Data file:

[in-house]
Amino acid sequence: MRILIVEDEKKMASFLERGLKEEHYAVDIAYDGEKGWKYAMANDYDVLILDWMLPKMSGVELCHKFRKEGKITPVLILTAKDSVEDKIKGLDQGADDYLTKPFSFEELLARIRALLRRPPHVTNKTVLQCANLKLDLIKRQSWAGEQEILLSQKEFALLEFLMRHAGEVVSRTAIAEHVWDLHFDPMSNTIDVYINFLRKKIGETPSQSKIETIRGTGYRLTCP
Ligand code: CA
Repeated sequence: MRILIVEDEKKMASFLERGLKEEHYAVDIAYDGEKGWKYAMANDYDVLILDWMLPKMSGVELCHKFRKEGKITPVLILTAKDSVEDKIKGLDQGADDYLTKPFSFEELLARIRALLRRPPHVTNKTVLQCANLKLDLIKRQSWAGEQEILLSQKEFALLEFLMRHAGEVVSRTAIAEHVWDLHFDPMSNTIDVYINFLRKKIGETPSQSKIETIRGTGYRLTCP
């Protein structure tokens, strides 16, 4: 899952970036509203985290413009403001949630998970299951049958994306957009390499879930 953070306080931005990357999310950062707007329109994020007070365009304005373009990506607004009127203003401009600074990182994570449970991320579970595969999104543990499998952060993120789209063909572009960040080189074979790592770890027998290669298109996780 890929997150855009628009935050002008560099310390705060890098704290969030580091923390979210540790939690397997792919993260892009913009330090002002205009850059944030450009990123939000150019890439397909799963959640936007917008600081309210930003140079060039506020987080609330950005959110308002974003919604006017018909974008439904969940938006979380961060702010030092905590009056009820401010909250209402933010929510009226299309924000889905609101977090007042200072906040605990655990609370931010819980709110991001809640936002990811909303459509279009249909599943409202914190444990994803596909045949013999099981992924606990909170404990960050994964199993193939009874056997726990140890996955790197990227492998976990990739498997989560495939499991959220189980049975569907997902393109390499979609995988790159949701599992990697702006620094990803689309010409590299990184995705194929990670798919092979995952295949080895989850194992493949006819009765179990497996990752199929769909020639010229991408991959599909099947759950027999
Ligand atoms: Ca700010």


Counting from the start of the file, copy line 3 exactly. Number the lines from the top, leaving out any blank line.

Ligand code: CA